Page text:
The World Takes Another Hit with Loss of Global Health Giant Dr. Tachi Yamada

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Dr. Tadataka “Tachi” Yamada/Photo Courtesy of Getty Images. 

In the midst of the biggest global health crisis in a generation, the world has lost one of its premier global public health advocates. Dr. Tadataka “Tachi” Yamada, a former GlaxoSmithKline and Takeda Pharmaceutical executive, early gene therapy backer, and philanthropist, passed away on Wednesday of natural causes at the age of 76. 

Born in Japan, Yamada eventually moved to the United States and trained as a gastroenterologist. He began his impactful career in academia where he rose to Chief of the Division of Gastroenterology and chair of the Department of Internal Medicine at the University of Michigan. He then made the pivot to the Life Sciences, becoming the Chairman of Research and Development for GSK.

Yamada made the decision to move into industry to make a more direct impact on patients.

“You’re working in the laboratory; you’re doing research that’s pretty basic. And you feel like this work is going to actually have an impact on patients somewhere down the line, but you’re never sure, and you’re pretty distant from any direct effect on patients,” he said in a 2012 interview with the Journal of Clinical Investigation (JCI). “When I went, I realized that these people were really serious and had a very difficult task. Making medicines is maybe the hardest task in biomedical science.” 

Yamada might be best known and remembered for his philanthropic efforts in the development of vaccines for malaria and meningitis. In 2009, he left GSK to join the Bill & Melinda Gates Foundation as executive director of the Global Health program.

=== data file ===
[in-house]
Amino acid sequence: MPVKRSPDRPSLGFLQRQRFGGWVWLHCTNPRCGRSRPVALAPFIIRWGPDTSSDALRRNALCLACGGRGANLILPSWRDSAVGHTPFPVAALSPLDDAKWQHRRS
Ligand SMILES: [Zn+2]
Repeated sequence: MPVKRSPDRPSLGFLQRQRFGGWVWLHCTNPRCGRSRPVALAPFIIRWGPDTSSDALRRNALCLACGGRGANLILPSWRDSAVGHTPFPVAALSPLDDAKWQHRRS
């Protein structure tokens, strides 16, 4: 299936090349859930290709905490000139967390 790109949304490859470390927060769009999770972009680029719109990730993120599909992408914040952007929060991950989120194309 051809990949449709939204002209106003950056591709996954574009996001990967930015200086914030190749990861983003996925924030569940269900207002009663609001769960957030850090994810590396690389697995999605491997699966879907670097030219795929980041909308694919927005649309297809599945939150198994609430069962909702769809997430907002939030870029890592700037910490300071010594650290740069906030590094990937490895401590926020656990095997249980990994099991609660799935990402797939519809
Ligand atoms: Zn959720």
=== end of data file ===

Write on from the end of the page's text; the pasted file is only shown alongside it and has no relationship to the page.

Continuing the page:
In 2013, Yamada heard the industry calling again, joining Takeda as EVP and Chief Medical and Scientific Officer where he shepherded the launch of Takeda Vaccines, which is in the late stages of developing just the second vaccine for the mosquito-borne virus, dengue fever.

In recent years, Yamada founded or co-founded a series of biopharma companies committed to developing vaccines and therapeutics for the diseases closest to his heart. These include Icosavax, Inc., which is focused on developing safe and effective vaccines against infectious diseases, and Passage Bio, a clinical-stage genetic medicines company in the CNS space which he co-founded in 2017 with gene therapy pioneer, Dr. James Wilson.

“We are deeply saddened by the sudden passing of Tachi, a visionary leader in our field and co-founder of Passage Bio,” said Passage president and CEO, Bruce Goldsmith, Ph.D. “We are forever grateful for the vision, scientific experience, and strategic influence that he shared to establish our company. He has left a lasting legacy with his generous contribution to our industry, and specifically to Passage Bio and the patients we serve. We will continue to honor and build upon Tachi’s legacy.” 

Prior to his death, Yamada was a venture partner with Frazier Healthcare and served as chair of the board of directors at the Clinton Health Access Initiative.

“Dr. Tachi Yamada was an extraordinary scientist and leader who used his brilliant mind and kind, good heart to improve the lives of millions of people,” former president Bill Clinton said in a statement. “Tachi brought a world of experience, knowledge, and good judgement to CHAI. He inspired us all to help more people and save more lives.”

Tributes also poured in from Alnylam Pharmaceuticals CEO, John Maraganore and Dr. Peter Singer, special advisor to Director General Tedros Adhanom Ghebreyesus at the World Health Organization (WHO).

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